Nobody from WriterDuet is paying me to say this about their product. I am just a huge fan.
When I first got into writing my own films, I was doing it in Google Docs, aka the least efficient way to do so. Sure, it is feasible, but when wanting to write a professional-looking screenplay, it’s way more effort than I am willing to put in. Yes, I know there is a plugin, but I have never really been a huge fan. Being a broke high schooler, I searched far and wide for a screenwriting software that I could both afford and would help me learn how to correctly write screenplays.
The standard softwares like Final Draft, Fade In, and Celtx came in through my research, but none offered anything quite as unique as WriterDuet. One of the things that I personally love about WriterDuet is how the need to stop never sets in. WriterDuet is relatively accurate in depicting the type of line that I will most likely write allowing me to just keep writing.
WriterDuet is a cloud-based software. Being a high schooler that would often write on four or five different machines throughout the day, this idea of accessing WriterDuet from anywhere was a lifesaver.
However, everything changed with WriterDuet V5. On the surface, nothing much appeared to change, but it just felt too different to me. So I switched to Celtx. Now I will say that Celtx is a much more robust service. Celtx allows one to storyboard, budget, breakdown, pretty much anything you need to do. Celtx also has a social media component that, while I have never fully taken advantage of, it is still great to know exists.
But being able to collaborate on Celtx is a nightmare. Sure it’s possible, but it is also possible to jump off the Empire State Building, a sea of red and yellow filling the streets. That doesn’t mean it’s easy. That and Celtx is way too expensive to be considered truly indie.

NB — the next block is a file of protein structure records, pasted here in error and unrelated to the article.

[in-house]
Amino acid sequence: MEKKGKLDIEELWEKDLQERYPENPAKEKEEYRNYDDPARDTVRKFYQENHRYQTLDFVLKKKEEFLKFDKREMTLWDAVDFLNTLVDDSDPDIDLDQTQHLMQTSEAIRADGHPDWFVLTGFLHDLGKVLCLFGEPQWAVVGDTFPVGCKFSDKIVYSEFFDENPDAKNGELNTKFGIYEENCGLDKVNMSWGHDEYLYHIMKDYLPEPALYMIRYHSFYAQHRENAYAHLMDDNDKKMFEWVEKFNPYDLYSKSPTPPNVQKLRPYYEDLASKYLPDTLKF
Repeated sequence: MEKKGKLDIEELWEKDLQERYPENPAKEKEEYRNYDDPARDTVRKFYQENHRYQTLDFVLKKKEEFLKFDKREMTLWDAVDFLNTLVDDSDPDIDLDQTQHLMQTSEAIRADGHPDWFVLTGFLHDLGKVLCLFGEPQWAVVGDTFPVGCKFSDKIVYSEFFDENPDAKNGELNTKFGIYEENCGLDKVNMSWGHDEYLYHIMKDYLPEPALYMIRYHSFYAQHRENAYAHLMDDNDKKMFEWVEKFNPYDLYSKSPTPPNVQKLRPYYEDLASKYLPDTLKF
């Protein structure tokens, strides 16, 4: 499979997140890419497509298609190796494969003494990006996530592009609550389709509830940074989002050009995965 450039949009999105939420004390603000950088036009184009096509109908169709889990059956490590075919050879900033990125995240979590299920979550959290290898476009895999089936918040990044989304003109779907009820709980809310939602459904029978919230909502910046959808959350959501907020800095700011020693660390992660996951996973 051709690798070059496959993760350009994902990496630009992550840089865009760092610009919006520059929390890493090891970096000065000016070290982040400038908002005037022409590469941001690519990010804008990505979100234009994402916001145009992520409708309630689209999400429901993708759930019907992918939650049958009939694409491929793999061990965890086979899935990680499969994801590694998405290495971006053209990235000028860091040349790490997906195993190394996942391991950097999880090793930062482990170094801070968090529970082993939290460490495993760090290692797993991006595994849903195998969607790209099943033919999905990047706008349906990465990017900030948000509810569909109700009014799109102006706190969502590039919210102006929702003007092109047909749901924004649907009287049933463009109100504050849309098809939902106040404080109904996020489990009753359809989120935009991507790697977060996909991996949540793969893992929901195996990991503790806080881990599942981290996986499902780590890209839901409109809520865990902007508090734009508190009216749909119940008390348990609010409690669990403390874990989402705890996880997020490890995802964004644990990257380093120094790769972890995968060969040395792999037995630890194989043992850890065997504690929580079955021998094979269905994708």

So when working on The Janoshow, I decided to make the switch once again to another writing software called Scripto.live. This is an interesting one because while it is less well-known than the others, it also has the most exciting backstory founded by Late Night’s Stephen Colbert. It’s honestly fascinating to look at. I am unsure if they are still doing it, but they offered it for free to creators during COVID -19.
With that said, the interface is geared towards the television world. It is excellent for prompters and much more easy to organize by episodes and by who wrote what. However, the primary type of writing I do is short films, and Scripto is not designed for that type of workflow. Also, I find the interface minimalist, but to the point where it becomes distracting. That is just a personal preference, though.
So when writing my latest short, SnapMaps, I went back to Celtx. Halfway through, I asked why I am paying for all these features if I have never used them? So decided that it was time to revisit my old friend WriterDuet. At this point, we were on V6, and I actually appreciated the changes much more. It felt like I was reconnecting with a friend, one whose presence I haven’t felt in years. The people at WriterDuet are also fantastic when it comes to customer service.
Now, WriterDuet isn’t perfect. I occasionally have to clear my cache or switch to a different browser to log in, even though I just worked on the script yesterday. However, for what I need from it, it is perfect. Can I see myself switching softwares? Maybe back to Scripto if more IndEP Shows have multiple writers, but for now, WriterDuet is here to stay..
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